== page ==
memory, and impressed his hearers as being a very devote Christian. His
sudden death has brought sorrow to his friends and relatives, and the
sympathy of all goes out to them at this time. Submitted byTom Agan.
Mary S., Springs Valley Herald (January 15, 1925) Obituary
S. Allstott, daughter of Albert Gilliatt, was born in Crawford County,
near English, September 12, 1860 and closed her eyes upon the scenes of
this world December 6, 1924.
married to John L. Allstott January 20, 1879. To this union were born
eight children - six girls and two boys, all of whom are living.
She was a
faithful member of the Primitive Baptist Church at Corks Chapel as long
as health permitted her to attend.
remains were laid to rest at that place December 9, Rev. Hancock
officiating. All of the children were present but one, Mrs. Darland,
who had left for her home a short time previous to her mother's death.
She also leaves a husband and a host of friends and relatives to mourn
her departure. Submitted byTom Agan.
Springs Valley Herald (January 15, 1925) Death Notice
Paoli relatives of Mrs. Mary Mathers, who died at her home in the
vicinity of Bethel Church last Monday, attended the funeral services
held at Bethel in Wednesday. Mrs. Mathers was the widow of the late
Lawrence Mathers, and a daughter of one of the brothers of the late
Moses F. Ham. She was a good christian woman, who was loved and highly
respected in the community in which she lived. Funeral services were
preached by the Rev. Frank Denny, a former pastor of the Methodist
Church at Orangeville, assisted by the pastor of the Holiness church at
Orleans, of which the deceased was a member. Submitted byTom Agan.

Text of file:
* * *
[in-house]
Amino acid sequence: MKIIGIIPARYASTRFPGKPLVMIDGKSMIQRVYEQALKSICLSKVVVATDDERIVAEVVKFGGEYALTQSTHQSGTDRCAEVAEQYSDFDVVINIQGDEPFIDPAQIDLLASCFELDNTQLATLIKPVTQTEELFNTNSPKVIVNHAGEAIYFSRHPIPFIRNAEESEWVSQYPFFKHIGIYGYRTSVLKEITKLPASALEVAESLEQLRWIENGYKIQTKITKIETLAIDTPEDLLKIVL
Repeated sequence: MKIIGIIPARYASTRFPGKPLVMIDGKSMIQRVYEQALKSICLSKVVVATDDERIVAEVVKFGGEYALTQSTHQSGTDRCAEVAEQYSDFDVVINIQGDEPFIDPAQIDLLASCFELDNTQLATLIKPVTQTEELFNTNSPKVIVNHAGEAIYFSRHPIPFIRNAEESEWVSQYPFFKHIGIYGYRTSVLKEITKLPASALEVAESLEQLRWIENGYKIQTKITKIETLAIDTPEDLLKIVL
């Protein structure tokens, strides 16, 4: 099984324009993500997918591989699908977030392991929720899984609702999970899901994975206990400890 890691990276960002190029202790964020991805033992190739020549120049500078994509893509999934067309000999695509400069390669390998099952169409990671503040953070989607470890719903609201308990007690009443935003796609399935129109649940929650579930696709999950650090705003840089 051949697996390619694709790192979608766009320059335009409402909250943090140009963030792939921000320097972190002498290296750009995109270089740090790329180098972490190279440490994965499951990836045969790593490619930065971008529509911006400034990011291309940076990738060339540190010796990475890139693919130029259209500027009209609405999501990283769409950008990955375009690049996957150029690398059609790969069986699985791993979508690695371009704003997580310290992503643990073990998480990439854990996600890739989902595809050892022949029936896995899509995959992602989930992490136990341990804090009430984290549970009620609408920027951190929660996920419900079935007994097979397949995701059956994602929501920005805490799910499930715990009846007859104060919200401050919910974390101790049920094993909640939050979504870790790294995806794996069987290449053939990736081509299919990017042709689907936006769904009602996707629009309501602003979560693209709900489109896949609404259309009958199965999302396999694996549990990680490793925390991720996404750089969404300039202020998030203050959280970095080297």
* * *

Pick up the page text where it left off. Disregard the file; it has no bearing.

Abednego, Springs Valley Herald (January 15, 1925) Death Notice
Z. Stevens, one of the oldest citizens of Paoli, died Monday at his
home in the St. Joe Addition of disabilities due to old age. He was
past eighty years of age and has been an invalid for some tome and
confined to his home. Mr. Stevens came here from West Virginia
following the Civil War and has ever since resided here and never
returned to West Va., the scene of his childhood. His passing removes a
man who was like by all and if he ever had an enemy, he never knew it.
He leaves a widow surviving. Submitted byTom Agan.
Springs Valley Herald (January 22, 1925) Death Notice
services were held Saturday afternoon at the Friend's Church for Mrs.
Edward Hobson, who formerly lived in Paoli and will be remembered by
those who knew her as Miss Laura Ratcliff. Mr. and Mrs. Hobson have
been residents of Indianapolis in recent years and her death occurred
in that city. Mr. Hobson is a brother of Mrs. William Tyndall. Mrs.
Hobson's death is said to have been due to heart trouble. Submitted
JONES, John G.,
Springs Valley Herald (January 29, 1925) Death Notice
G. Jones died Monday night at the home of his daughter, Mrs. James P.
Wilson. His death has been momentarily expected for several days, he
having been afflicted with leakage of the heart for several year. He
was 74 years of age and leaves surviving several relatives. Funeral
services and burial were held at Beech Grove Wednesday. Submitted byTom
Christopher Lee, Springs Valley Herald (February 12, 1925) Death Notice
Lee Parks, son the late Samuel Parks who passed away the previous
Sunday, was claimed by death Saturday, Feb. 7, at his home in Jackson
Township. Deceased was a victim of pneumonia.
Burial was in
the Panther Creek cemetery, Monday, February 9. Submitted by Tom Agan.
William Lafayette, Springs Valley Herald (February 12, 1925) Death
Lafayette Leonard, aged 25 years, 3 months and 5 days, died Monday,
February 9, of Septicaemia (blood poisoning) caused by an abrasion
above the left ear. Death came hurriedly in spite of all that medical
skill could do. Deceased is the son of Mr. and Mrs. Charles Leonard of
Scarlet Ridge cemetery yesterday afternoon, a concourse of relatives
and friends attending the last sad rites.
Springs Valley Herald (February 19, 1925) Obituary
Leonard, son of Charley and Emma Leonard, was born November 4th, 1899
and departed this life February 9th, 1925, at the age of 25 years, 3
months and 5 days, after a very brief illness of only a few days
coming so sudden